By Juan Sanchez
“What’s the word on the street? What are they saying about me?” That’s the essence of Jesus’ question to his disciples in Matthew 16.
Jesus then turned the question on his disciples, “What about y’all?” Peter blurted out, “You are the Messiah, the Son of the living God” (Matthew 16:16).
Unfortunately, Peter kept talking. After Jesus revealed He would go to the cross, Peter said, “No way, Lord! NEVER!”
Jesus responded, “Get behind me, Satan! You are a hindrance to me because you’re not thinking about God’s concerns but human concerns” (Matthew 16:23).
And just like that, Peter went from offering the most glorious confession about Jesus to becoming an instrument of Satan. That’s how quickly it can happen.
Pastor, don’t become an instrument of Satan. He is a liar (John 8:44). He’s the accuser of our brothers (Revelation 12:10). When we turn on each other, we become tools in Satan’s hands.
I’m sure you could add more, but allow me to offer these five practices that can help us avoid becoming instruments of Satan amid theological debates.
1. Pursue humility (James 4:10).
Satan appeals to our pride. That’s one reason the Bible regularly warns us against pride.
So, how can we pursue humility? Remember how God saved you. Rehearse this gospel over and over again.
Consider how God is still working in you to conform you to the image of his Son, a slow work in progress. Then consider Christ as our example of humility in Philippians 2:5-11.
If that doesn’t help, then repent and believe on the Lord Jesus Christ, and you shall be saved.
2. Look for evidence of grace in others (Philippians 1:6).
The apostle Paul had confidence in the growing faith of the Philippians because of the evidence of God’s grace at work in their lives.
Out of their poverty (1 Corinthians 8:1-2), they gave generously to Paul and his ministry while he was in prison (Philippians 4:10-20).
As we consider our brothers and sisters in Christ, let’s train our hearts to look first for evidence of grace in their lives.
Seek evidence like faith in Christ and His gospel, love for God and His people, admission of being wrong and confession of sin, spiritual fruit, and the fruit of the Spirit.
Satan seeks to divide the church. His job is much easier if he can get us to tear each other apart for him.
Instead, look for evidence of the Lord’s grace in your brothers and sisters.
3. Be quick to hear and slow to get angry (James 1:19-20).
Often, we’re quick to respond to people we may disagree with. James reminds us it’s wise to slow down and listen.
When we respond without listening, even our friends will likely become our opponents. Nothing righteous comes from sinful anger.
So, slow things down, listen carefully, and seek to understand others’ arguments. You’ll only understand your opponents when you can articulate their arguments in a manner they can recognize.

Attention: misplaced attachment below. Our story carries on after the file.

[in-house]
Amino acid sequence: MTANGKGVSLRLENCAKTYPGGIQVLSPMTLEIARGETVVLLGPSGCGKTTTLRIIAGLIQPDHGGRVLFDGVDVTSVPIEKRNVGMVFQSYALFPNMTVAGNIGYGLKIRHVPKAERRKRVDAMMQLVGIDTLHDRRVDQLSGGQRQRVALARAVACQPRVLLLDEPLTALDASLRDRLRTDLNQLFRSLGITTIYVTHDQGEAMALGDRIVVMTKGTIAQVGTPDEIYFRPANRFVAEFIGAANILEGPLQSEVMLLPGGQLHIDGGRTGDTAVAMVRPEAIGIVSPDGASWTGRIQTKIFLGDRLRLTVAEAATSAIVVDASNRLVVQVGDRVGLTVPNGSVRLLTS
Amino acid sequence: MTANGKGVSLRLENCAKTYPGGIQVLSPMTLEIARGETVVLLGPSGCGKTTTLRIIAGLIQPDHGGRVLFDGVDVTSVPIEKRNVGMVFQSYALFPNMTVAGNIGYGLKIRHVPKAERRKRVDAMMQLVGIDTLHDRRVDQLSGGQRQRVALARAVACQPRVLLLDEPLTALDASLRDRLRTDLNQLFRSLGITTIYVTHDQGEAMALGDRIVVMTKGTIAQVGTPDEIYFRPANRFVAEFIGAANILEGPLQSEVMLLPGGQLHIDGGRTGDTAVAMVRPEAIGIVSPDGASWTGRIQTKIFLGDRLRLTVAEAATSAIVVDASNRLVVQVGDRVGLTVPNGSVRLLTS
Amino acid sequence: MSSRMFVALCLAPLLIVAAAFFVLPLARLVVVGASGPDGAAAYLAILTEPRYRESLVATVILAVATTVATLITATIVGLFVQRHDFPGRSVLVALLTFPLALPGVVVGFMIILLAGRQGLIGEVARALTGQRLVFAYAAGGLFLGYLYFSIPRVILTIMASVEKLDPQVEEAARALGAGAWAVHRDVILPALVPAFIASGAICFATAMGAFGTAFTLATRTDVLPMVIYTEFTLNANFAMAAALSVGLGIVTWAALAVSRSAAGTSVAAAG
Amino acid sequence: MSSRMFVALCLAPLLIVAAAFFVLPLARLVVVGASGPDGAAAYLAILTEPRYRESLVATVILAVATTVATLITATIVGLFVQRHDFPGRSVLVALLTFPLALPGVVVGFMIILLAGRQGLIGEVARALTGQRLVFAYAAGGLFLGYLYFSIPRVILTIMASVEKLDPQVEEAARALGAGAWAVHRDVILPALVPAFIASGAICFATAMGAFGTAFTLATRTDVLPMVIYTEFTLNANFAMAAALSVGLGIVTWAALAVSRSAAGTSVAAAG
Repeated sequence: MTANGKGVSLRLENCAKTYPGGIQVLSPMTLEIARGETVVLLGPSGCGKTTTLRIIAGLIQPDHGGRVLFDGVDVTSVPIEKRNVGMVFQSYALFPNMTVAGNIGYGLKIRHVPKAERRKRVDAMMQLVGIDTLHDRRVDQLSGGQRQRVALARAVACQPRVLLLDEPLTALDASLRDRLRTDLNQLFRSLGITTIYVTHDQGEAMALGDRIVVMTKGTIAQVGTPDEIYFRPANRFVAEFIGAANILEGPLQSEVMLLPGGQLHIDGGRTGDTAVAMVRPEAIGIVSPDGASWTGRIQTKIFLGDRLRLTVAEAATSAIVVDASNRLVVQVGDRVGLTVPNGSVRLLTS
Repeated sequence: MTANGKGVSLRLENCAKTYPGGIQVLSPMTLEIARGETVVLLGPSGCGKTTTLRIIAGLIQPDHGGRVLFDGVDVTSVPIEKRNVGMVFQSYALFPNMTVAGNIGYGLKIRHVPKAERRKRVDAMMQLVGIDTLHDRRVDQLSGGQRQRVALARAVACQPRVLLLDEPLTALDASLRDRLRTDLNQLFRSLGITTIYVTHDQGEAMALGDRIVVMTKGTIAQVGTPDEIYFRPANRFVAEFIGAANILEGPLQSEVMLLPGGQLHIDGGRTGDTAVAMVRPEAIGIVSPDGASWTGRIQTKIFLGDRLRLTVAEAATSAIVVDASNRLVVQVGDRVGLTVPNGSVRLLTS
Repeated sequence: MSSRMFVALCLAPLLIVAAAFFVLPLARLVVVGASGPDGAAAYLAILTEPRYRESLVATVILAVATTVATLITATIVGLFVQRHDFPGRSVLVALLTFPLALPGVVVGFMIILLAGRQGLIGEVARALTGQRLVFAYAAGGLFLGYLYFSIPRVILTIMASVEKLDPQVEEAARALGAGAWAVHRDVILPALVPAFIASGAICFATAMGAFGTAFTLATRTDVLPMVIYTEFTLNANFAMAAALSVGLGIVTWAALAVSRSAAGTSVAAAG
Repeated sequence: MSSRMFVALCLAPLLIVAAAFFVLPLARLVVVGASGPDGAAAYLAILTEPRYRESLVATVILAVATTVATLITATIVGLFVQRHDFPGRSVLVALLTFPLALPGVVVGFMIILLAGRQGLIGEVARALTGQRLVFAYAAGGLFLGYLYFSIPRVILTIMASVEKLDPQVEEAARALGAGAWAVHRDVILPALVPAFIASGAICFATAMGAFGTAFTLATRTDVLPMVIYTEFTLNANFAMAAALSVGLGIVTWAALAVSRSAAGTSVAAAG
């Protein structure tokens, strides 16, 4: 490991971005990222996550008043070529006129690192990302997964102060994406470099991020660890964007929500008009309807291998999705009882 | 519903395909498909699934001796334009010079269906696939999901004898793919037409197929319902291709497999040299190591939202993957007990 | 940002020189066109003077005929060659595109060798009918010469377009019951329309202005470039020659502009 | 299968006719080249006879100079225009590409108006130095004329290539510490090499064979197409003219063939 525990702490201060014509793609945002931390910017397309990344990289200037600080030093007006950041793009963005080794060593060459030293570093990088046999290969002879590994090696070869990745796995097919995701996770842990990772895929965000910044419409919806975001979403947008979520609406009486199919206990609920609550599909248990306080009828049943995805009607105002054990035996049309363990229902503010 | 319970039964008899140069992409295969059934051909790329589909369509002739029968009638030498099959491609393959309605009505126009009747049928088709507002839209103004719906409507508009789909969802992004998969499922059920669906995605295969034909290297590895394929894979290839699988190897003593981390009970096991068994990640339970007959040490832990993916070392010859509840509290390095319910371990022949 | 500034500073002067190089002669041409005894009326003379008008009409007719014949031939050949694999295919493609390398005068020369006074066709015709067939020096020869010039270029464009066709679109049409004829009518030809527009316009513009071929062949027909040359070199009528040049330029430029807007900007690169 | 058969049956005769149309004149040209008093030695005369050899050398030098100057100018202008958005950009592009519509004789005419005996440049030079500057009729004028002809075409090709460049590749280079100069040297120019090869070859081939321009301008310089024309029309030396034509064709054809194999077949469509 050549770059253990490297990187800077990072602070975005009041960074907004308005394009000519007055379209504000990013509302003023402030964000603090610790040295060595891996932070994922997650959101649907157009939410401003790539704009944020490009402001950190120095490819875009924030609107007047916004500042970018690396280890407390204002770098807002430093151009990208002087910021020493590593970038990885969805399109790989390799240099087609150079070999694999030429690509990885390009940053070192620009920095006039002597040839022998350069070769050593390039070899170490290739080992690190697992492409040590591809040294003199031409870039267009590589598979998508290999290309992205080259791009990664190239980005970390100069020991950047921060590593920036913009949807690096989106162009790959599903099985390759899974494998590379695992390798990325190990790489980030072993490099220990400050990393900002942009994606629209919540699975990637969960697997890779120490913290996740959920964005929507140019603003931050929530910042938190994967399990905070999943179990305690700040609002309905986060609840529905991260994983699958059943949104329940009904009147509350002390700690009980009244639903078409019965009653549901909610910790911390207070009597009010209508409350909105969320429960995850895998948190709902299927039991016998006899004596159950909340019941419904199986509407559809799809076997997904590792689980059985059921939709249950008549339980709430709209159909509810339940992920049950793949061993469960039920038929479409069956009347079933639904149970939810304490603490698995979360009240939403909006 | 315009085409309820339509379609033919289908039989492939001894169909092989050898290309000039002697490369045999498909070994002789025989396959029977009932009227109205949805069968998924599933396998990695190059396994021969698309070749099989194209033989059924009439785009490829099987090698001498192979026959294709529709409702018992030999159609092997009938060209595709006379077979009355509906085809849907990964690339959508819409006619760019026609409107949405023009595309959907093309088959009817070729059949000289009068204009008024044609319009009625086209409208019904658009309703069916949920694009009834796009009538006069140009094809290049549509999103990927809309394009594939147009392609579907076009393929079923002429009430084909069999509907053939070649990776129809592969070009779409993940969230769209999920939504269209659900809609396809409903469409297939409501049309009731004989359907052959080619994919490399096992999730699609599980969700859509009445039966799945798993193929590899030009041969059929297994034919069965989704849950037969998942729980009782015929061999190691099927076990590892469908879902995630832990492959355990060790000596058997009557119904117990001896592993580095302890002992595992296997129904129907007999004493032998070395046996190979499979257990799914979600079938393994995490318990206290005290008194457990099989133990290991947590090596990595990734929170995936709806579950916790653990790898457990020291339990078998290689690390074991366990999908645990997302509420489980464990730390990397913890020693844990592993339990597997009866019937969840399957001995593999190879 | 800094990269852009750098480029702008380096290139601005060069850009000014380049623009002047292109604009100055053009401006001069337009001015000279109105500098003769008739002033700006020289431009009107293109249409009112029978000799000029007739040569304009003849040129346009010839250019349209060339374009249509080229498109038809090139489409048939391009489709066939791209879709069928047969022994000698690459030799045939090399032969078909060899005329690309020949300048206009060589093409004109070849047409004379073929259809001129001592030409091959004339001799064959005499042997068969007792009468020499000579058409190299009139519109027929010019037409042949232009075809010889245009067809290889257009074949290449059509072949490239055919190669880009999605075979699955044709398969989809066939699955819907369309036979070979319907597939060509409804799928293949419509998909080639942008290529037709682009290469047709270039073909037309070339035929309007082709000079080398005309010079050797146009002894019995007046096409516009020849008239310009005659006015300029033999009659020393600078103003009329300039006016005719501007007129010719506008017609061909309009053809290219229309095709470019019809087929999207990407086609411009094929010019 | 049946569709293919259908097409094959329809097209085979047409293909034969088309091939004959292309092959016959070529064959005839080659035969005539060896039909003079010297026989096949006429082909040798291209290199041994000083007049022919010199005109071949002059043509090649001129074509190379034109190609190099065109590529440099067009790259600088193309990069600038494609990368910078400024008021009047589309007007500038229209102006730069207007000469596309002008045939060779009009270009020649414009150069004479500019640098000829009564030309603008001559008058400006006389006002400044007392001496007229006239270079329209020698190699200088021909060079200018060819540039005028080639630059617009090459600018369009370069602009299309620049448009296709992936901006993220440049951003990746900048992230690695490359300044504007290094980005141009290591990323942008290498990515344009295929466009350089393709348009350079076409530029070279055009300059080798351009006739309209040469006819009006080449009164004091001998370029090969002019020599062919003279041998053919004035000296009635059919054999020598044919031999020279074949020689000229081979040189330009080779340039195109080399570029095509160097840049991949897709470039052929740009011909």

4. Express righteous anger, but don’t sin (Ephesians 4:27).
Though we’re to be slow to anger, there’s a time to get angry. Paul was patient with sinners but impatient with those who distorted the gospel (Galatians 1:6-9), including Peter (Galatians 2:11-14).
We must be able to discern between essential doctrines of Christianity, important doctrines over which Christians disagree (like baptism, church membership), non-essential but still important doctrines (like millennial, tribulation views), and Christian freedoms and preferences.
When the gospel is at stake, we must stand up and speak out.
Still, Paul treated those churches he rebuked as Christian churches, and he addressed the members of those churches as brothers and sisters (Galatians 1:1-3).
Naturally, we’ll disagree with other Christians, even those of our tribe. Still, we’re to treat all people with dignity because they’re created in the image of God.
When, out of sinful anger, we misrepresent our brothers—often just to win an argument or gain followers on social media—we become tools in Satan’s hands. So, get angry, but don’t sin.
5. Don’t be quarrelsome (2 Timothy 2:23-26).
Paul warned Timothy against diving into foolish and ignorant controversies. Brothers, you don’t have to weigh in on every debate on social media.
Frankly, I don’t know how you can and still faithfully shepherd God’s flock among you because the debates are never-ending.
Foolish and ignorant controversies produce quarrels. Instead, Paul says the Lord’s servant (that’s us) “must be gentle to everyone … patient, instructing his opponents with gentleness” (2 Timothy 2:25).
Why? So we may not burn the bridges that allow such brothers and sisters to return in repentance.
So, pray for one another, brothers, especially your opponents, that God may grant them repentance. And pray for yourself because you may be the one in need of repentance.
As I peruse social media, it’s evident Satan is having a field day turning servants of God into instruments of his.
Jesus said the world would know we’re His followers by our love for one another (John 13:35). He also said that the world would know that the Father sent Him by our unity as Christians (John 17:21).
Let’s confess our pride. Let’s repent of engaging in foolish and ignorant controversies that produce quarrels. And let’s love one another as God has loved us in Christ.